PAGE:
It is clear that Threads of Life and similar NGO’s seek to revive traditional cloth production practices to preserve cultural integrity, but they have also tied new meaning to these practices, especially the natural dyes. As noted in the section on natural dyes (Natural Dye Link), Threads of Life emphasizes the fact that Indonesians do want to preserve this tradition of natural dyes. Is this really the case? Why exactly do Indonesians want to preserve this tradition? Is “tradition” of this sort in need of saving? And, how does the meaning behind the reinvented tradition translate to Indonesians? These questions reveal the “double edge of NGO interventions” in which thoroughly well-intentioned organizations seek to maximize input by indigenous partners but also impose change, reflecting outside priorities and ignoring local perspectives.
The objective to revive “tradition” may be a way in which this NGO legitimizes itself morally and economically. A language of “old weaving traditions” provides them with a reason to implement neoliberal economic models in order to aid impoverished communities. Somewhat veiled in these processes are the ways that neoliberalism itself reinforces these communities’ persistent impoverishment.
The Future of Threads of Life?
|Tricia Giglio and Hana Carey examine a Toraja textile under the guidance of Threads of Life co-founder, Jean Howe.|
Finally, it is important to address the future and sustainability of Threads of Life. When we asked the director Jean Howe in an interview in the summer of 2012 about the future of the organization, she responded with a realistic, level-headed answer. Most of the weaving communities that Threads of Life are involved with are very remote from Bali. Weavers cannot independently market or sell their textiles to a well-off, internationalized clientele. Howe admits that these weavers are wholly dependent on the Balinese field staff who can transport and market their textiles. Although Threads of Life has ensured that their Balinese staff is well trained, there is no guarantee that the staff will have the drive or desire to continue Threads of Life after the organization’s founders are gone. Howe also states that foundation and grant funding will be difficult to gain after Ingram and herself are gone. Threads of Life is currently attempting to set up a business in hopes that the business’s income will be a source of funding for the NGO’s weaving partnerships in the future. In addition, Threads of Life is building two houses near Ubud which they hope to rent to expatriates and then use those funds for the NGO’s needs.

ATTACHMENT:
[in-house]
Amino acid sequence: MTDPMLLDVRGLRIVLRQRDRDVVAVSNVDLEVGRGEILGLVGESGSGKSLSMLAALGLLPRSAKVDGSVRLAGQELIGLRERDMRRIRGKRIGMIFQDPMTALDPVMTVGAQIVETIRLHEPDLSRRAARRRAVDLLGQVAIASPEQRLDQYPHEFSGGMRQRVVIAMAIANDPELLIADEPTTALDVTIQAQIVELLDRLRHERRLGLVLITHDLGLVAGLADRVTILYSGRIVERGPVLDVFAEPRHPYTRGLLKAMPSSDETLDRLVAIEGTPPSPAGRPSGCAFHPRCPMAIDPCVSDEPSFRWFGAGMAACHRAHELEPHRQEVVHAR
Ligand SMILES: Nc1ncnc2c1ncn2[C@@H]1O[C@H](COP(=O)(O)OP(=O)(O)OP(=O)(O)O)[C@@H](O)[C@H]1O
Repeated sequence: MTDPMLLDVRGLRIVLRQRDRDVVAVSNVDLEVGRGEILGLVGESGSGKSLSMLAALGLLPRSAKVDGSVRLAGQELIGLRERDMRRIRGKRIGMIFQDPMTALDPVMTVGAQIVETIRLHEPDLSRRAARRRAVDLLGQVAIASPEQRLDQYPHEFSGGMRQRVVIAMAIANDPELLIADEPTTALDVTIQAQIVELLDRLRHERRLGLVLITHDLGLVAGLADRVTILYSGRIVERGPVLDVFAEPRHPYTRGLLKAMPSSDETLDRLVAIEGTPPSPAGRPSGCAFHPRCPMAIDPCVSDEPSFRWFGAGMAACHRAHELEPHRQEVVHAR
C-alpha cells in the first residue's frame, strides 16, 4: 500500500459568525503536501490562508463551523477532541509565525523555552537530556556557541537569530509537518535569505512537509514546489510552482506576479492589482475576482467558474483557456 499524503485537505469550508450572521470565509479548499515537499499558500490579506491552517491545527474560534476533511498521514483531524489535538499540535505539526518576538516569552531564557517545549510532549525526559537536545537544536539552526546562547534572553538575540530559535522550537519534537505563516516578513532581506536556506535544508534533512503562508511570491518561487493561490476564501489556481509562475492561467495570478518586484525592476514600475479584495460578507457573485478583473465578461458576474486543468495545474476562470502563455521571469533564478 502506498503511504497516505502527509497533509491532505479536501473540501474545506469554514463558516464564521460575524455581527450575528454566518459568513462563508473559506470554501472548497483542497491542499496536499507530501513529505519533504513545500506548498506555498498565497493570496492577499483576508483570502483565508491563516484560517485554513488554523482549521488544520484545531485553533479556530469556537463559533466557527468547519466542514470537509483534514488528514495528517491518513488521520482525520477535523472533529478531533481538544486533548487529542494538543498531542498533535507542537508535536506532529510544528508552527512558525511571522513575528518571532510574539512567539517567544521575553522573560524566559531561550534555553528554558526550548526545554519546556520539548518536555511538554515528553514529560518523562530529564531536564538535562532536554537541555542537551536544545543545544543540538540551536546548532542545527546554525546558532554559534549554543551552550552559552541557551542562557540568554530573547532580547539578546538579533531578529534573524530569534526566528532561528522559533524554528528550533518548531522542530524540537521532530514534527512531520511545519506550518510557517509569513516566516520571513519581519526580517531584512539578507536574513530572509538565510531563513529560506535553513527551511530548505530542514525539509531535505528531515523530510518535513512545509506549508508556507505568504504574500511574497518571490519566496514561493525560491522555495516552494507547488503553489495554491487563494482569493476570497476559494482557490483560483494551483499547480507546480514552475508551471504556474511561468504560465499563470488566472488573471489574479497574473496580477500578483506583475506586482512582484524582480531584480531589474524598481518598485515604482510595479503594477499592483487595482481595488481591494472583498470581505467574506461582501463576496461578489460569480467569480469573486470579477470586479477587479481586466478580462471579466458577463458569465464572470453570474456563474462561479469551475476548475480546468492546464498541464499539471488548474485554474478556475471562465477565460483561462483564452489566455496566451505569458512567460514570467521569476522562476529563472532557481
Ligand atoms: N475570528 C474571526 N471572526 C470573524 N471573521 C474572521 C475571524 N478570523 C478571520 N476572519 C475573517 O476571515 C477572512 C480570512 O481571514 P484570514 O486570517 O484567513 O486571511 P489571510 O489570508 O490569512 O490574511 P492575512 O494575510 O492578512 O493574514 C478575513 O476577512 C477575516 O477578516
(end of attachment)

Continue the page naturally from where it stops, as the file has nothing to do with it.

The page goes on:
Howe’s honest response displays both hope and anxiety, as well as vulnerability. Will Threads of Life continue to help empower female weavers and revive “tradition” after Howe and Ingram leave the organization? Or will the organization plunder in their absence, and leave those dependent weavers without any buyers, struggling to make ends meet?
Tun Jugah Foundation of Kuching, Sarawak, Malaysia: An Indigenous NGO
In contrast to Bali’s Threads of Life NGO, the Tun Jugah Foundation in the thriving commercial city of Kuching in Sarawak was founded by people from Sarawak itself, by members of a politically prominent Iban family. The foundation is named after the man who inspired it: the late Tun Datuk Patinggi Tan Sri Temenggong Jugah Anak Barieng, a former governor of Sarawak State and a business pioneer there (Sutlive 1992). He highlighted his dual or even triple identities in formally posed photographs, which can be seen on the foundation’s website at www.tunjugahfoundation.org.my. There he appears in a Western-style formal business suit but with a distinctly Iban hair cut (a sort of bowl cut). His elongated earlobes for ceremonial earrings (another Iban diagnostic symbol) are also evident. Tun Jugah was at once a modern citizen of the world, a Malaysian public figure, and an Iban chief.(Above left: (Above: Tun Jugah’s image is displayed above natural and synthetic dye materials at the Tun Jugah Foundation.)
Sarawak River and skyline
The foundation occupies comfortable, modernistic quarters in an upper floor of a luxury high-rise building of upscale stores and business offices in downtown Kuching, near the Sarawak River. This building itself is named the Tun Jugah Tower; citizens are left in no doubt about the political prominence of this family.